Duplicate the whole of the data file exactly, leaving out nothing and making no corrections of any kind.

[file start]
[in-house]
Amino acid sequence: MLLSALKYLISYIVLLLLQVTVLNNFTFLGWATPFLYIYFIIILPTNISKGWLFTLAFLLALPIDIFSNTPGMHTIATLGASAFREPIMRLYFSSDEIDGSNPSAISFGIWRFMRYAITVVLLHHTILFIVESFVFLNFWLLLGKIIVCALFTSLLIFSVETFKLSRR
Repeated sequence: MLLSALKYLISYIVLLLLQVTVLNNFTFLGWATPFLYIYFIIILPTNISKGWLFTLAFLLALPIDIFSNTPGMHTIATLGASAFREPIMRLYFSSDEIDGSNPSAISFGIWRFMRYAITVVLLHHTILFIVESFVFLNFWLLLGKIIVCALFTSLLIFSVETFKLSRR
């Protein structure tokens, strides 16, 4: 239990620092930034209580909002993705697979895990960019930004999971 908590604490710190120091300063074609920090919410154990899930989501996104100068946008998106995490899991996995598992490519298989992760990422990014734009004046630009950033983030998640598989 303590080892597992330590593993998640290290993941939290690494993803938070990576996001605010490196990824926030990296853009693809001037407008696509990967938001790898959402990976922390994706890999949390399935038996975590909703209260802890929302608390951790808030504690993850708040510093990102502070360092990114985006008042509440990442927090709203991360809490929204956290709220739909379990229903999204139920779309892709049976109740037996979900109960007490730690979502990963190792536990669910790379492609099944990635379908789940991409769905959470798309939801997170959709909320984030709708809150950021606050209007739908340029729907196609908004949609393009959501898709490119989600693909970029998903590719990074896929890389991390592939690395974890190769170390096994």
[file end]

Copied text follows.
[in-house]
Amino acid sequence: MLLSALKYLISYIVLLLLQVTVLNNFTFLGWATPFLYIYFIIILPTNISKGWLFTLAFLLALPIDIFSNTPGMHTIATLGASAFREPIMRLYFSSDEIDGSNPSAISFGIWRFMRYAITVVLLHHTILFIVESFVFLNFWLLLGKIIVCALFTSLLIFSVETFKLSRR
Repeated sequence: MLLSALKYLISYIVLLLLQVTVLNNFTFLGWATPFLYIYFIIILPTNISKGWLFTLAFLLALPIDIFSNTPGMHTIATLGASAFREPIMRLYFSSDEIDGSNPSAISFGIWRFMRYAITVVLLHHTILFIVESFVFLNFWLLLGKIIVCALFTSLLIFSVETFKLSRR
């Protein structure tokens, strides 16, 4: 239990620092930034209580909002993705697979895990960019930004999971 908590604490710190120091300063074609920090919410154990899930989501996104100068946008998106995490899991996995598992490519298989992760990422990014734009004046630009950033983030998640598989 303590080892597992330590593993998640290290993941939290690494993803938070990576996001605010490196990824926030990296853009693809001037407008696509990967938001790898959402990976922390994706890999949390399935038996975590909703209260802890929302608390951790808030504690993850708040510093990102502070360092990114985006008042509440990442927090709203991360809490929204956290709220739909379990229903999204139920779309892709049976109740037996979900109960007490730690979502990963190792536990669910790379492609099944990635379908789940991409769905959470798309939801997170959709909320984030709708809150950021606050209007739908340029729907196609908004949609393009959501898709490119989600693909970029998903590719990074896929890389991390592939690395974890190769170390096994």